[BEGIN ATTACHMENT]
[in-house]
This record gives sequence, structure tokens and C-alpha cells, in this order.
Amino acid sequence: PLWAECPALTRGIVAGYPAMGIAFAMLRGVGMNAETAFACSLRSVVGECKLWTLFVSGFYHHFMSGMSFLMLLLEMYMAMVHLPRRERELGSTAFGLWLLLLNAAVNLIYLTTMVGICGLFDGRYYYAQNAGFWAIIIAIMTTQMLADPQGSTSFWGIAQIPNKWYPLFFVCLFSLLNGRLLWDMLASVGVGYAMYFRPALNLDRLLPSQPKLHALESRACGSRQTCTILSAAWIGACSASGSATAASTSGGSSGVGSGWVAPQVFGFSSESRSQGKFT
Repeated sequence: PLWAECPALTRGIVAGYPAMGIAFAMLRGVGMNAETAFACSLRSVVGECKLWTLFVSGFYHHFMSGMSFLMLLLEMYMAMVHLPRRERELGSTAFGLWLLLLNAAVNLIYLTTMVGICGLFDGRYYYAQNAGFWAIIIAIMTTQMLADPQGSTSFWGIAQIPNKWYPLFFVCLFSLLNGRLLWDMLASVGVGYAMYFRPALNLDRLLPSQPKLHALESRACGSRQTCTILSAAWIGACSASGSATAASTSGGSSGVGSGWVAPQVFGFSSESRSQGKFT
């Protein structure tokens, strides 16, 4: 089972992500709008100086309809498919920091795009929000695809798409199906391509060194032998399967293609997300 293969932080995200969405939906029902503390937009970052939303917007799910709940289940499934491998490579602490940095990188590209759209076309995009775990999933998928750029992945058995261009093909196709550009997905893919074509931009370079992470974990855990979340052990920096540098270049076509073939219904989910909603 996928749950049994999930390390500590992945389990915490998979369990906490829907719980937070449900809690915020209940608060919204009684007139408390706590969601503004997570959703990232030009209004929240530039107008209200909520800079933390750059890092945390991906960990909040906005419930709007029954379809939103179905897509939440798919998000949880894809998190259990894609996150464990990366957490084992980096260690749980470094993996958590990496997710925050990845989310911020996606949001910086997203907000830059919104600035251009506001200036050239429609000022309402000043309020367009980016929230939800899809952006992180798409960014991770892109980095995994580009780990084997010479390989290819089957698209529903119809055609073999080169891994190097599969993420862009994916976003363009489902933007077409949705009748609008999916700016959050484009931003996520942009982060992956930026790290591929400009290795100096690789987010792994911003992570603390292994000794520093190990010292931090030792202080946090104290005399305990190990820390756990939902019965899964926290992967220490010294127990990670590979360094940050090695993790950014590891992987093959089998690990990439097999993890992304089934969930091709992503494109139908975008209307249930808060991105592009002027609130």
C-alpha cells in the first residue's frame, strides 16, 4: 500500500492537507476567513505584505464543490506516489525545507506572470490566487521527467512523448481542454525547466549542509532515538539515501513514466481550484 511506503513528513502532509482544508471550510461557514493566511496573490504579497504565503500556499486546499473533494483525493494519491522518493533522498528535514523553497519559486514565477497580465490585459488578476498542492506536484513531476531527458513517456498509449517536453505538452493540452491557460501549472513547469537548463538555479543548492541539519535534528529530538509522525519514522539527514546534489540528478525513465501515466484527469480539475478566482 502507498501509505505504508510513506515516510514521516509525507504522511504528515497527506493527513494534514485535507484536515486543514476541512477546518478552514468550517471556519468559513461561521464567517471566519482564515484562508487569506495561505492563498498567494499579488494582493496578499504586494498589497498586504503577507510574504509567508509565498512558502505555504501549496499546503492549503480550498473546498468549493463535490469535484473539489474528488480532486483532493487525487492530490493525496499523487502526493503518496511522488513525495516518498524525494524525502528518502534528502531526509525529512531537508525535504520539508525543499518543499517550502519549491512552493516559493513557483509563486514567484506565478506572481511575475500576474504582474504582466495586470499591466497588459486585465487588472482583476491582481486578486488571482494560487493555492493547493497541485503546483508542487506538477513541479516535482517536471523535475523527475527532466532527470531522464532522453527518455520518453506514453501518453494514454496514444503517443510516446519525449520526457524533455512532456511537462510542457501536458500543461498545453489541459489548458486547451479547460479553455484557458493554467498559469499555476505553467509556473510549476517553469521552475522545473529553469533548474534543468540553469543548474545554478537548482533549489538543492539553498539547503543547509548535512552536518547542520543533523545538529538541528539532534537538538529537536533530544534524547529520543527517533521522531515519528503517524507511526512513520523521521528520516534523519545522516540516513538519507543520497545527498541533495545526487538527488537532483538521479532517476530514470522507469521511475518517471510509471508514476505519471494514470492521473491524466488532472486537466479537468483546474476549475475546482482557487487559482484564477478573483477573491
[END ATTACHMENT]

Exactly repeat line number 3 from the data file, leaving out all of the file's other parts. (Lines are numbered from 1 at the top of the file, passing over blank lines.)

Amino acid sequence: PLWAECPALTRGIVAGYPAMGIAFAMLRGVGMNAETAFACSLRSVVGECKLWTLFVSGFYHHFMSGMSFLMLLLEMYMAMVHLPRRERELGSTAFGLWLLLLNAAVNLIYLTTMVGICGLFDGRYYYAQNAGFWAIIIAIMTTQMLADPQGSTSFWGIAQIPNKWYPLFFVCLFSLLNGRLLWDMLASVGVGYAMYFRPALNLDRLLPSQPKLHALESRACGSRQTCTILSAAWIGACSASGSATAASTSGGSSGVGSGWVAPQVFGFSSESRSQGKFT